The end of the Skywalker saga is here. J.J. Abrams brings this 42-year journey to a close with Star Wars: The Rise of Skywalker, and just as with any finale, not everything will meet everyone’s expectations or desires for the end of this epic tale. I did enjoy this film as a whole, it was entertaining and fun, but it does also have its shortcomings.
The Rise of Skywalker is an attempt at fan-service by Abrams, I’m just going to say it, and for some he will succeed. He seemingly closely watched the negativity from Rian Johnson’s The Last Jedi, and attempted to right the wrongs to that minority with wanted from the trilogy and characters. Our heroes are just that — epic, faultless heroes with out-of-this-world abilities and larger-than-life storylines. This is a stark difference from what we saw in TLJ in which our main trio faltered and learned, their abilities earned and fought for.
The first hour of this film goes 100 miles per hour, and it’s hard to keep up if you’re looking for an authentic, complex story. Rey is blessed with extraordinary abilities to fit the narrative without much background on just how she could harness these abilities, we get an abrupt introduction to Kylo Ren and his Knights of Ren, and the re-introduction of Emperor Paplatine is almost anti-climactic. Some of the scenes are forced, shoved into the storyline where they fit so the tale can move forward from TLJ into Abrams’ version. Is it entertaining? Yes, it is. But if you’re someone who enjoys a cohesive story that weaves together and placing the puzzle pieces of a plot together, you may find yourself disappointed.
The plot is painfully predictable. Some of it I had nailed down from the previews alone, and all of those assumptions were all but confirmed within the first 45 minutes. It’s safe, with so much thrown into it that every fan is bound to enjoy at least something. Much like Abrams’ first run with Star Wars: The Force Awakens following Star Wars: A New Hope, he draws much of his storyboard from Star Wars: Return fo the Jedi, particularly the epic final battles. Again, another safe bet for those heading to the theater looking for nostalgia. And nostalgia he does deliver.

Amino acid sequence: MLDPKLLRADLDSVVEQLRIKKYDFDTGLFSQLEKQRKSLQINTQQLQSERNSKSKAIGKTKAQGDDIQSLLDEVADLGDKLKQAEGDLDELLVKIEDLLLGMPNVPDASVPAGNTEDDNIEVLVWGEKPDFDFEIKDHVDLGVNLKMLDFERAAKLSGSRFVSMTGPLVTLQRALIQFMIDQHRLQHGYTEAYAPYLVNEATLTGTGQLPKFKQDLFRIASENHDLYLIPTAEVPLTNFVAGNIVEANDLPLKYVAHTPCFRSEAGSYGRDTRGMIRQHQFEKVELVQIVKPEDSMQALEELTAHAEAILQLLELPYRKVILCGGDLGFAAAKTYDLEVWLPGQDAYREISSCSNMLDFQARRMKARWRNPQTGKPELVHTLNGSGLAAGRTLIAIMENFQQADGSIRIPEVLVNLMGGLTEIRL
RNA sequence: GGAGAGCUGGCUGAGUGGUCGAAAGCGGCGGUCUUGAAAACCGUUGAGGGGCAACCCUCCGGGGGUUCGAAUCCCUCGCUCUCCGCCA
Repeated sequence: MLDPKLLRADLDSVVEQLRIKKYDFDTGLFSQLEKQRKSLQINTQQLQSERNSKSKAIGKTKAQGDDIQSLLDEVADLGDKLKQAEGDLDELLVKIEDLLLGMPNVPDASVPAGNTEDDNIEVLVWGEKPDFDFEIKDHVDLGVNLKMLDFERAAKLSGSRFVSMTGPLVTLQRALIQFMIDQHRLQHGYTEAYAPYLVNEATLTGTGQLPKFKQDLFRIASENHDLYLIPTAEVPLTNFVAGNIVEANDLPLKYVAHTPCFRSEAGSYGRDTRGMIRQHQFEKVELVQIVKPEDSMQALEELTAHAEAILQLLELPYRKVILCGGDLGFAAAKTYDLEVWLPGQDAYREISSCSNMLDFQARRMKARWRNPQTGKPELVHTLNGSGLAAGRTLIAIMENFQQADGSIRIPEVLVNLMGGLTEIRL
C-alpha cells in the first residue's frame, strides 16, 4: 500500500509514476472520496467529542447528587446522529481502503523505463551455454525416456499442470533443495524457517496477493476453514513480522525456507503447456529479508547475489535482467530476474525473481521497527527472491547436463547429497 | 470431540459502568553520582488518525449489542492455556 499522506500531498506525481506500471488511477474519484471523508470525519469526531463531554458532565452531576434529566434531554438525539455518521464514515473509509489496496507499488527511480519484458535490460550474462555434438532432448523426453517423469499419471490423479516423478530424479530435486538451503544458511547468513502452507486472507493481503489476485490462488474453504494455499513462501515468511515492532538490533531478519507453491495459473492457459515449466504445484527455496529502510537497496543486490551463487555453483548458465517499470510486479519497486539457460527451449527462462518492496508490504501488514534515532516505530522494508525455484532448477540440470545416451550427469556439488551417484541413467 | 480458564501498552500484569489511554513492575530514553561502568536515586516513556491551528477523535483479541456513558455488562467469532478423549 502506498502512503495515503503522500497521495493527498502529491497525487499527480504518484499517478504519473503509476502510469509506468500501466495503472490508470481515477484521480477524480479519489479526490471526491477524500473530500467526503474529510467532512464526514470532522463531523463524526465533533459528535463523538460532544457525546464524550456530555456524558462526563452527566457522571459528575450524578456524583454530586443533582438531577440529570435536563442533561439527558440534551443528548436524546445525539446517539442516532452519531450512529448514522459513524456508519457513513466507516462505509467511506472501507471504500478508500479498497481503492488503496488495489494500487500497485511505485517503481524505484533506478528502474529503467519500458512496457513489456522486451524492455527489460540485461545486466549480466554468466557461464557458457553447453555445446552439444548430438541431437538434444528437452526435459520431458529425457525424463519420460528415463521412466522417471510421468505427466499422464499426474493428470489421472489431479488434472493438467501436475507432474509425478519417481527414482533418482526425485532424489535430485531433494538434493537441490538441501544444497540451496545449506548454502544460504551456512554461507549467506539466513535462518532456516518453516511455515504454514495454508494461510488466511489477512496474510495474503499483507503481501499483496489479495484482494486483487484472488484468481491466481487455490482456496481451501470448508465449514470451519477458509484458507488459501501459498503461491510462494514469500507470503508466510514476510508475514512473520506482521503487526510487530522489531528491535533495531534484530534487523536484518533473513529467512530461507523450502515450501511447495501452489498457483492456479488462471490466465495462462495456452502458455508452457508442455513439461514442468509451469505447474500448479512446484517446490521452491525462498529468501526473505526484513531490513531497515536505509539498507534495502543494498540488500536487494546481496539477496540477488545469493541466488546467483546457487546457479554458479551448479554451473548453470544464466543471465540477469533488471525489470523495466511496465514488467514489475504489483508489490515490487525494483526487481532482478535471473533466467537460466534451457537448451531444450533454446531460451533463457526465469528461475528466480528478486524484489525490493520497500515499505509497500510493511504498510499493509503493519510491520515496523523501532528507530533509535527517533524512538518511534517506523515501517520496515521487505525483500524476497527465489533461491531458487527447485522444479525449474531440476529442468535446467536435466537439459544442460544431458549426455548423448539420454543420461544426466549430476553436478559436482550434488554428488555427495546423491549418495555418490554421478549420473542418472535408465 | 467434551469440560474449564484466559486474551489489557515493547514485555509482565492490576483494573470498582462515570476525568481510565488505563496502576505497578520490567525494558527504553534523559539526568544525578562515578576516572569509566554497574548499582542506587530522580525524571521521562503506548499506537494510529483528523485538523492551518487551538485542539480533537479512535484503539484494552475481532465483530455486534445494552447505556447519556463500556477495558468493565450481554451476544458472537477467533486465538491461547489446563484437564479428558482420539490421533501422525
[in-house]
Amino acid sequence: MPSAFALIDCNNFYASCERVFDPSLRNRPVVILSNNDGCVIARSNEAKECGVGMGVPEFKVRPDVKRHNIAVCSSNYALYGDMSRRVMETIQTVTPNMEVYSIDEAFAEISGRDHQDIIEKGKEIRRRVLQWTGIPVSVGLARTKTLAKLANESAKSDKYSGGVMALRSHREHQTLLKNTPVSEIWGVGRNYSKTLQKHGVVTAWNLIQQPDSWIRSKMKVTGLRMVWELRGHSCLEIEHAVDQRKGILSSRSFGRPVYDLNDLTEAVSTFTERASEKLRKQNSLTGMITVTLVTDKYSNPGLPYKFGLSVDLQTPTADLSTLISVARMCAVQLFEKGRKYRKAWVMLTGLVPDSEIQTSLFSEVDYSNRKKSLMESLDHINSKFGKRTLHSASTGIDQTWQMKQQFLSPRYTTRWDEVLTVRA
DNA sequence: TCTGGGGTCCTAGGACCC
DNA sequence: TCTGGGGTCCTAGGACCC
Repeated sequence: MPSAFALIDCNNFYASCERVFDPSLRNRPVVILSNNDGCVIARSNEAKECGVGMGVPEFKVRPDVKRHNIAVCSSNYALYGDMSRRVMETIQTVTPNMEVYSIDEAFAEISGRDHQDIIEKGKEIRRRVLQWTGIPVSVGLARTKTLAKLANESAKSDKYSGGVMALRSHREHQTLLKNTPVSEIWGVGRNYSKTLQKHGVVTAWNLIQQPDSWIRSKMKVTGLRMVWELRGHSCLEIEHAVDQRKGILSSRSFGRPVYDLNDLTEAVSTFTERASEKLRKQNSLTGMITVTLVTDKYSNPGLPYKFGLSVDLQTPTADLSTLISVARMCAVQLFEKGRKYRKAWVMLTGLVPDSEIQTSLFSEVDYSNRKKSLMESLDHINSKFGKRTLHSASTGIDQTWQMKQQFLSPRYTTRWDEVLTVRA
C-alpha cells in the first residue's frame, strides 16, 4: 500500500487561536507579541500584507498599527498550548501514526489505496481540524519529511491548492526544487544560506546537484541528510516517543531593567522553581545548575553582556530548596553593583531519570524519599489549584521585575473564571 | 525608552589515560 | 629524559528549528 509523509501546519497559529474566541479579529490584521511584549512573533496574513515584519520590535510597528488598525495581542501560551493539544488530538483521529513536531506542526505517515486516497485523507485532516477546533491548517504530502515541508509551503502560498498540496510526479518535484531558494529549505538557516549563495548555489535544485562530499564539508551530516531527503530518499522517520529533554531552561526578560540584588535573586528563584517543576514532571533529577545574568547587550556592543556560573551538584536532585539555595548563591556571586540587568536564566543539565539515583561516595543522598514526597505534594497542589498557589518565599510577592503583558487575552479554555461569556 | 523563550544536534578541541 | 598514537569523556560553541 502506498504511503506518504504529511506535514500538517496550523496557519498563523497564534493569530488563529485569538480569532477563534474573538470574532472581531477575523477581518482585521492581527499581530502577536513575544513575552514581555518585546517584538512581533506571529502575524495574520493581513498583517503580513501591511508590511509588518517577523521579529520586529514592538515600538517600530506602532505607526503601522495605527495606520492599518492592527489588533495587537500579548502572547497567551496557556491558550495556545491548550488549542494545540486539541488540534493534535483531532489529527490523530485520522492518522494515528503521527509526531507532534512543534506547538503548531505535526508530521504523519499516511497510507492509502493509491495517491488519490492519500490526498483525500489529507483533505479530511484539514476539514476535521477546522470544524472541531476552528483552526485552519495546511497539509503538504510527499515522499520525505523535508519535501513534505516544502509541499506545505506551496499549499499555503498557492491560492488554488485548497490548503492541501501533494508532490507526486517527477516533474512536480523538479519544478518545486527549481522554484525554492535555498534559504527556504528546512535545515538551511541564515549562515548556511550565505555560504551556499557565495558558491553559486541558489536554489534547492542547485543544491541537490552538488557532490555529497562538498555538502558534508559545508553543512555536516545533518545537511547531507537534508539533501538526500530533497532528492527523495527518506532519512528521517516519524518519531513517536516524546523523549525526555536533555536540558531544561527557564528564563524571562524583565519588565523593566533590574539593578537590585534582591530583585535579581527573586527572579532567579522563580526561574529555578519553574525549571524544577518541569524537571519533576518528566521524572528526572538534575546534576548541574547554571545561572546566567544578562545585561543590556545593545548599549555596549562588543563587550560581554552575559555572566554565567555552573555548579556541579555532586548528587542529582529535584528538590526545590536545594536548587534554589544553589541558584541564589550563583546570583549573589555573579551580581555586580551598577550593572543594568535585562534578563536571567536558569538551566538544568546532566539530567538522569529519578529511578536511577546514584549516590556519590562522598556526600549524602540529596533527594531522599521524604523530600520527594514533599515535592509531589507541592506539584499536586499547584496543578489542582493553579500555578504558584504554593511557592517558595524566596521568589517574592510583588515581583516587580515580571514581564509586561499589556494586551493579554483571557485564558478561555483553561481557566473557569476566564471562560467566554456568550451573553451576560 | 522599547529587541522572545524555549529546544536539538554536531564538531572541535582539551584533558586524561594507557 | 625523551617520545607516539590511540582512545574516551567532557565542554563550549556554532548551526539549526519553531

Another thing to note is the absence of Rose Tico. With no more than seven possible minutes (estimated) of screen time, it was disappointing to not see her playing a larger role. Some cameo appearances had more speaking lines and led pivotal scenes as she was shoved to nothing more than a background character. In addition to that, Keri Russell’s Zorii Bliss is completely unnecessary. Awkward and forced moments between her and Poe Dameron make it seem like her purpose is solely to derail the “FinnPoe” supporters in the fandom, and it comes at an odd time after star Oscar Isaac had come out in support of that particular “fan ship” becoming canon. To see that character receive more time and even a slightly more momentous role (although yes, it is still unnecessary to the plot) was a slap in the face to Rose, and TLJ.
But, despite its downfalls, this was still a fun film. It was action-packed, redeeming, suspenseful (even if you predicted the end like I did) and I really did enjoy watching it, I’d see it a second time in theaters. It has everything you expect of a Star Wars film, even if the delivery isn’t perfect. It takes a much darker turn that any of its predecessors, the Emperor in particular being an absolutely eerie and almost haunting presence. Poe is at his best, so fans of the Resistance pilot are in for a treat. Leia’s scenes are truly organic, and the fact they were able to include her in such a beautiful, poignant way was an amazing dedication to both General Leia Organa and Carrie Fisher. Plus, to see her reunited with her daughter, Billie Lourd (who has played Connix in all three films), is bound to pull at every heartstring. But please, heed those warnings if you’re photosensitive, they are certainly warranted.
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THIS NEXT PARAGRAPH COULD BE CONSIDERED A SPOILER, NO PLOT POINTS BUT A MAIN STORY ARC IS REVEALED
While some may disagree, Kylo Ren helmed the best storyline, perhaps saving this film with his, yes predictable, but perfect redemption arc. Deep down I think everyone knew Kylo Ren was always conflicted about his place in the world — with the Sith or the Jedi — and the way Driver is able to portray these emotions so effortlessly is commendable, particularly in this film. Ren is being internally pulled in both directions — the Emperor on one shoulder, Rey on the other — and to finally see the struggles of Kylo/Ben play out was something an actor of Driver’s capability could manifest. Each of my favorite scenes see Kylo Ren in some way, and he’s truly the star of this installation in the trilogy.
Star Wars: The Rise of Skywalker is currently playing in theaters, and if you’re looking for a fun, high-flying film, this will hit the mark.